Ken: No. It's not the goal…. A lot of feminists' arguments basically say that no is forever, permanent, and that's the way it is. But there have been thousands of love stories about a man who pursued a woman who initially rejected him. The idea that a man's not allowed to pursue a woman who at one point slightly rejected him is absurd.

Bustillos recommended the rejected men try listening to the women who rebuff them. But one of the weirder things about the seduction community is that, for all its complaining about women’s alleged mystery, it seems categorically uninterested in the women themselves. (Aside from their openness to a man’s “sexual candidacy,” as Hoinsky calls it.) I have never read a pickup artist (or one of his acolytes) describe why he experienced such aggressive desire toward a “target,” although occasionally her hair color is specified. Rather than risk getting invested in any one failure, Reddit pickup artists train themselves not to feel the sting of rejection by approaching hundreds of women in weight-lifting-inspired reps and sets.

So it's no surprise that, in the literature of guys like Hoinsky, women are faceless, uniformly submissive (“women want a man to dominate them in the bedroom," he declared), and constitutionally passive, desiring nothing except to be desired. “Even when a girl rejects your advances, she KNOWS that you desire her," he wrote. "That’s hot. It arouses her physically and psychologically." (Um, not necessarily.) This point is reiterated in his chapter on — finally — getting it on: “Ok, you’ve made it this far. You are with a beautiful woman whose company you truly enjoy. You desire her. She longs to be desired.” This may be true — who doesn't long to be desired? — but perpetuating the idea that it's all a woman wants is a good strategy for making her own desires irrelevant. This is especially useful when her true desire amounts to "not you."

Bustillos hopes that a nonjudgmental dialogue with Hoinsky will help us discover an ethical form of seduction. I doubt it. If a woman must be seduced, either (a) the desire is not mutual and she is in fact being coerced (he is waiting until she is weary enough, drunk enough, or feels guilty enough for leading him on), or (b) the desire is mutual but she can’t express it, for any number of sexist social reasons. Rather than explain this to every guy who read The Game, I think (b) is a good place to start. Women shouldn't being afraid to say "yes" and shouldn't muddy "no" with Bustillos’s "maybeish" no.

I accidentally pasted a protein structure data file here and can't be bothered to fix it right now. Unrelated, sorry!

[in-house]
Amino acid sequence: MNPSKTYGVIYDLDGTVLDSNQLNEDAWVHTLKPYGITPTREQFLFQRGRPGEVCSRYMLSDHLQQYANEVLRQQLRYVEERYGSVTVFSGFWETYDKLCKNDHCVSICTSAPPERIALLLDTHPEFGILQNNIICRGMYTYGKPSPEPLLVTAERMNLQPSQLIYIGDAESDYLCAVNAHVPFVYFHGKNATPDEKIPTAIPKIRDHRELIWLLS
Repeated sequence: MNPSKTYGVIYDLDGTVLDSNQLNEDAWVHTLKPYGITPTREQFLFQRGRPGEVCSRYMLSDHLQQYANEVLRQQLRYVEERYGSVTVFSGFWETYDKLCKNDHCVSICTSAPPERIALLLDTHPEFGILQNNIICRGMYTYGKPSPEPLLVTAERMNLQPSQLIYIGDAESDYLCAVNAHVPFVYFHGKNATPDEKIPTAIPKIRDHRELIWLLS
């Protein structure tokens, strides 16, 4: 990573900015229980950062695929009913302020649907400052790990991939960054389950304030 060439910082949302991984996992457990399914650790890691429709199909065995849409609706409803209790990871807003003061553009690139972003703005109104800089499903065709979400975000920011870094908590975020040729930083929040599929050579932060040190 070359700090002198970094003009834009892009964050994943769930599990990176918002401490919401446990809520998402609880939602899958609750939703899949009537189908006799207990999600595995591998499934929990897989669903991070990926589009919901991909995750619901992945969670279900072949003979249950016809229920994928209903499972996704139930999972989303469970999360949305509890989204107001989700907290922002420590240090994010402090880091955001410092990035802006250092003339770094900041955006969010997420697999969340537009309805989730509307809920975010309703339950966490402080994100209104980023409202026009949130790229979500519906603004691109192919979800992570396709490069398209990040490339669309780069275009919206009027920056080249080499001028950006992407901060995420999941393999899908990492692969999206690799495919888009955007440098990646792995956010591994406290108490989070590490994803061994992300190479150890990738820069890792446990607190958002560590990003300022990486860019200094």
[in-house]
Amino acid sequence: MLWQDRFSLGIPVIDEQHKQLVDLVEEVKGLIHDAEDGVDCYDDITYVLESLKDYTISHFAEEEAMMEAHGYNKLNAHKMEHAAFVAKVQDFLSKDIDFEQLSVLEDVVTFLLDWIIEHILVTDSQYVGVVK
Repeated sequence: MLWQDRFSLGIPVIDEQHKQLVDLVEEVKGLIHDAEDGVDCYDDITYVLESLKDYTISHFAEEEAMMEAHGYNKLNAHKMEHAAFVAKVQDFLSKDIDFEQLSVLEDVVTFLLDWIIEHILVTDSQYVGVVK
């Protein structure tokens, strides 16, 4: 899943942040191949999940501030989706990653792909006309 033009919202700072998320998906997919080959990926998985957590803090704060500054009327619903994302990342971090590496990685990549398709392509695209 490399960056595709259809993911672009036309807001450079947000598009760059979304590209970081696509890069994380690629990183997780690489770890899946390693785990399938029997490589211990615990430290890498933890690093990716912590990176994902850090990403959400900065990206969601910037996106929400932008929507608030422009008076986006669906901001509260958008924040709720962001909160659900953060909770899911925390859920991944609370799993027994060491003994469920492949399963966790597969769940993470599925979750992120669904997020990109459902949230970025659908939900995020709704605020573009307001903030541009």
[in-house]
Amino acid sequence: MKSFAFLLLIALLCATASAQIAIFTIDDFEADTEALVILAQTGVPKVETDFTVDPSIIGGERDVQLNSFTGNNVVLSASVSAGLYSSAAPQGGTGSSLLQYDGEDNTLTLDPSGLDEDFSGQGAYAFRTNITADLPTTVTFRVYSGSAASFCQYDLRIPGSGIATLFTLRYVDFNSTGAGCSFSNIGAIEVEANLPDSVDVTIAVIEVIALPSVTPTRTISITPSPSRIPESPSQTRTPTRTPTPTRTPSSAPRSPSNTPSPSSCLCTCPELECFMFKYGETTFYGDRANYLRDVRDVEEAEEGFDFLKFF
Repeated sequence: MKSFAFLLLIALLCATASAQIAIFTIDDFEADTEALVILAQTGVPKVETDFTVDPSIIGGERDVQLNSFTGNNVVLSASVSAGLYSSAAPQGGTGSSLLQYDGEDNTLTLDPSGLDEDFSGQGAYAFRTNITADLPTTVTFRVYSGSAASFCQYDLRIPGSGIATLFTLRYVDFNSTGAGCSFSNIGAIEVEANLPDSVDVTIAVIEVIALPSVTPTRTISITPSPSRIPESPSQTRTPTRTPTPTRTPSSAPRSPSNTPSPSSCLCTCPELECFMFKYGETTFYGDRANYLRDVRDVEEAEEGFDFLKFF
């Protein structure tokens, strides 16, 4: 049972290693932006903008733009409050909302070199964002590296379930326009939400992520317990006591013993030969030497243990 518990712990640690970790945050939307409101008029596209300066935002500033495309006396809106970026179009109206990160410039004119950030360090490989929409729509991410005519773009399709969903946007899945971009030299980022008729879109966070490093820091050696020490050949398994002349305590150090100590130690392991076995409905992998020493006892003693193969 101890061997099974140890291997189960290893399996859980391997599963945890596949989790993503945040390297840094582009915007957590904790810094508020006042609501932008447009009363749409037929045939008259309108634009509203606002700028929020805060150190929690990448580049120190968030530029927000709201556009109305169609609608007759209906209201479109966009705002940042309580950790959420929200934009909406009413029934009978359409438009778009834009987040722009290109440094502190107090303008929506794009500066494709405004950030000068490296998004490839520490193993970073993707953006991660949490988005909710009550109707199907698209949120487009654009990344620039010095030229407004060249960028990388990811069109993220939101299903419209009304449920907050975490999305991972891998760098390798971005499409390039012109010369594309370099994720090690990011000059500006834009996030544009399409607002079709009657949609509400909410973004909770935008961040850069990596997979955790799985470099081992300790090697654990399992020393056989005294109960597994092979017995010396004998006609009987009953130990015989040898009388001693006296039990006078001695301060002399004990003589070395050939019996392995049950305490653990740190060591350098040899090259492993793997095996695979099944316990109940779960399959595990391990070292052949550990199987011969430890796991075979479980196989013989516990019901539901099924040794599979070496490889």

It's unfashionable to say anything critical about another person's sex life, as long all activities are consensual — including Hoinsky's patented hand-on-dick move, Bustillos reminded readers. But consenting to be seduced, like the indistinguishable, passive object that pickup artists make women out to be, isn't some edgy fetish lost on the oversensitive anti-rape crowd. It's the primary way men and women have interacted forever. Protecting that dynamic — aggressive men, passive women — against its online critics might make things harder for men and women who’d like to try something different. Hoinsky’s book may not be a rape manual, but it is a guide to exploiting the less-than-ideal conditions under which women have sex. It doesn’t hamper anyone’s free speech to say he's unqualified to write about women to the point of being bad for them — or criticize Kickstarter for profiting from it.